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The Abyssal

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Battle of the Titans: Giant squid (Architeuthis dux) and Sperm Whale locked in mortal combat in the vasty deep…of the American Museum of Natural History’s Hall of Ocean Life.

When Clive Thompson ran an item on his brain-fryingly great blog, Collision Detection, about a colossal squid (Mesonychoteuthis hamiltoni) that fishermen hauled in off the coast of New Zealand—a 990-pound, 39-foot leviathan that is half as big again as the next largest specimen ever caught—one commenter wondered, “My question is: ‘Why do we find so many NOW?! I mean, [these] things existed for thousands of years, it is CENTURIES [since we began] fishing in those seas and then BAM! We start fishing them up like sardines…Isn’t it weird?'”

As Tom Wolfe would say, “But…exactly!”

Of the 15 known specimens listed on Wikipedia, nine have been reported since 1979. A National Geographic.com story about the saucer-eyed colossus mentioned one explanation: Fishing boats are venturing, increasingly, into Antarctic waters, where Mesonychoteuthis is known to feed on Patagonian toothfish. Whatever the reason, close encounters with monsters of the deep seem to be on the rise, and the creatures in question seem to be getting bigger and weirder with each encounter. Time was when giant squid were the stuff of Peter Benchley beach novels, sufficient to clear the water at the Kennedy compound for weeks. When Japanese researchers filmed a giant squid in 2006, squid geeks were agog, and a video clip of the thrashing monster seemed to be everywhere, online.

But the giant squid is comic relief compared to Mesonychoteuthis, which with its razor-sharp beak and tentacles bristling with nasty-looking hooks (the better to hang onto its prey), is “not just larger but an order of magnitude meaner” than the mere giant squid, as New Zealand teuthologist Steve O’Shea told the BBC when a specimen was recovered in 2003. Kat Bolstad, a research associate at the Auckland University of Technology, put it bluntly: “This animal…is…something you are not going to want to meet in the water.”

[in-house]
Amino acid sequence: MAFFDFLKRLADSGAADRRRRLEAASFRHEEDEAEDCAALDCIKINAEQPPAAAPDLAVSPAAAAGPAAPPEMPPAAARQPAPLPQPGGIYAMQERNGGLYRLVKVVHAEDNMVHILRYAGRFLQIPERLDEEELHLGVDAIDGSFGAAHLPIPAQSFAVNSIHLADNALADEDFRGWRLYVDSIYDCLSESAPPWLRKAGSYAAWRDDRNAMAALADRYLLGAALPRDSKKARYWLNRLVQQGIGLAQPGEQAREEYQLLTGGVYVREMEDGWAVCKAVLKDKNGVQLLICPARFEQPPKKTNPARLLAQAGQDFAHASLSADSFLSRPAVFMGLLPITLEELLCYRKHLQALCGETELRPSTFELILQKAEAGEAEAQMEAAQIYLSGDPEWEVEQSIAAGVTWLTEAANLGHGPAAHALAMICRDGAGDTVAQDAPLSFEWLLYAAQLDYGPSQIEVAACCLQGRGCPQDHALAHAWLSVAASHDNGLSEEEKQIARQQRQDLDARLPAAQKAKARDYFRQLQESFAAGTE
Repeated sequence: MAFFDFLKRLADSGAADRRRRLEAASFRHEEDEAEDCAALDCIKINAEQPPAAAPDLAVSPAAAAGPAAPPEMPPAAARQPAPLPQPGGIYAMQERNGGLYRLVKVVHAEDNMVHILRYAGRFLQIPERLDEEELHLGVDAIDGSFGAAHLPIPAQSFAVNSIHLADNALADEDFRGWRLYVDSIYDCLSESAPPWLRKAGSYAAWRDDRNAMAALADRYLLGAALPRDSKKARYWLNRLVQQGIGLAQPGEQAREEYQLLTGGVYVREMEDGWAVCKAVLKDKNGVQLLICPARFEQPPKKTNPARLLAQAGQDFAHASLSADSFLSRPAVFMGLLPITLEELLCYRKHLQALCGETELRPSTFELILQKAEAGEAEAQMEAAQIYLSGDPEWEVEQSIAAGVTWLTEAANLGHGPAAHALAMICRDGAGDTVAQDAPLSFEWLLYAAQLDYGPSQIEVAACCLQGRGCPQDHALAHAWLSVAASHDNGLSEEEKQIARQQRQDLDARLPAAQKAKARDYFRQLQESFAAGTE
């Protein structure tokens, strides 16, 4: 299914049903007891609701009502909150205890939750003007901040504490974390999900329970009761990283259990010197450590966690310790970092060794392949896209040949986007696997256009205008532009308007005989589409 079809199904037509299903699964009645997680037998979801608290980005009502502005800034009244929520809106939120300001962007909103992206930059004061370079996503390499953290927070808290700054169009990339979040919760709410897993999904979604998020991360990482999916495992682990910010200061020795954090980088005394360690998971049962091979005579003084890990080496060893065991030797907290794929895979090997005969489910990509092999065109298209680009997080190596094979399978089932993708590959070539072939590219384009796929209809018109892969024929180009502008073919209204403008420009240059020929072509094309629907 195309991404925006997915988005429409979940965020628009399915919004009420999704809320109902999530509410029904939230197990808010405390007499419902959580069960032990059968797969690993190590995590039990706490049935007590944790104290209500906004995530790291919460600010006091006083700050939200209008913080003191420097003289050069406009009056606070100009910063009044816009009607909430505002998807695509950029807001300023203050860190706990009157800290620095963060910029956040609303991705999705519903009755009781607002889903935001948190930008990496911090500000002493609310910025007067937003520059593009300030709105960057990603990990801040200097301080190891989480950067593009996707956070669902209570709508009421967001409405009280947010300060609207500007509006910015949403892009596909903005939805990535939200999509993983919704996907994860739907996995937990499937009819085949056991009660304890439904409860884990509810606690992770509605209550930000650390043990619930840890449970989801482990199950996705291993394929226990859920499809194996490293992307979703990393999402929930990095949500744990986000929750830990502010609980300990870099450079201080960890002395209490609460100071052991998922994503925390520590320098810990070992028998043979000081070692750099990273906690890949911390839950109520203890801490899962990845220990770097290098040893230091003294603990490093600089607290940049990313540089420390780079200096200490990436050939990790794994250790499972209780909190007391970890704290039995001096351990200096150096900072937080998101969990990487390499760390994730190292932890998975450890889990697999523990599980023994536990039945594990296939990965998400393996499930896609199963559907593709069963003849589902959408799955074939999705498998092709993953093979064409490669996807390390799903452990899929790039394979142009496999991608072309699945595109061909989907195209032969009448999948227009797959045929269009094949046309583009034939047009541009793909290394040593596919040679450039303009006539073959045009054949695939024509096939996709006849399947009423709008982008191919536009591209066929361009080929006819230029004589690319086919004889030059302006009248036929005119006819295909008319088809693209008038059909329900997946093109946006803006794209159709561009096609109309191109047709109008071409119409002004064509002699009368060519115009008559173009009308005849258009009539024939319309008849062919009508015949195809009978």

Where will it end?With the grotesque megasquid brought to CGI life in the Animal Planet series “The Future is Wild,” which projected Darwinian evolution 200 million years into a posthuman future, where mammals, birds, and reptiles are extinct, but air-breathing, elephant-sized Megasquid roam the forests and tiny Squibbons (gibbon-like squid) scuttle through the trees? The series hints that Squibbons, being highly intelligent, may evolve into sentient beings, usurping the evolutionary throne from the humans who once dominated the planet. In other words, the calamari shall inherit the earth.

Deep in our imaginative consciousness, there may already be an, er, inkling that our days as top-predator are numbered. The squid meme is proliferating throughout alt.culture. At least one blog, Squid, trolls pop culture for squid sightings and has hauled up examples of squid imagery on neckties, cummerbunds, fine art, stuffed toys, and especially T-shirts. And what are we to make of the fact that the audience for tentacle hentai , a once-obscure species of Japanese cartoon porn involving wide-eyed nymphettes ravaged by giant squid, has mushroomed online, if the explosion of websites is any gauge?

One T-shirt vendor has the answer to all of these questions: “The cephalopod biomass is now greater than the human biomass. We don’t know how many there are or how big they get. We are NOT ready. Play it smart.” Playing it smart, in this case, means buying a T-shirt emblazoned with the words “Welcome Squid Overlords” and a cartoon image of a giant squid. Or is it colossal?

Here’s where you come in: I’m writing an essay for Discover magazine on this subject, equal parts hard science and cultural criticism. (The assignment won me an audience with the American Museum of Natural History’s resident specimen of a giant squid, whose pickled tentacle I got to fondle, still dripping from the alcohol bath in which the leviathan reposed. Groping a kraken! How cool is that?) I’d love to hear your thoughts, here in the comment thread, on:

    Why we’re so obsessed with giant squid.

    Why the image of the Battle of the Titans (giant squid versus Sperm whale) haunts the mass mind.

    Whether you think the squid, giant or mere calamari fritti, is emerging as the totemic animal of the Screen Age, its morphology—all brain, hands, and saucer eyes—a metaphor for our increasing reduction to brains with eyes, in Matrix culture.

    Any sightings of the squid meme you’ve come across.

    And what’s up with this tentacle porn thing?

(Naturally, if I quote you, I’ll contact you for proper attribution—i.e., how you’d like to be ID’d—so be sure to leave your e-dress if you comment.)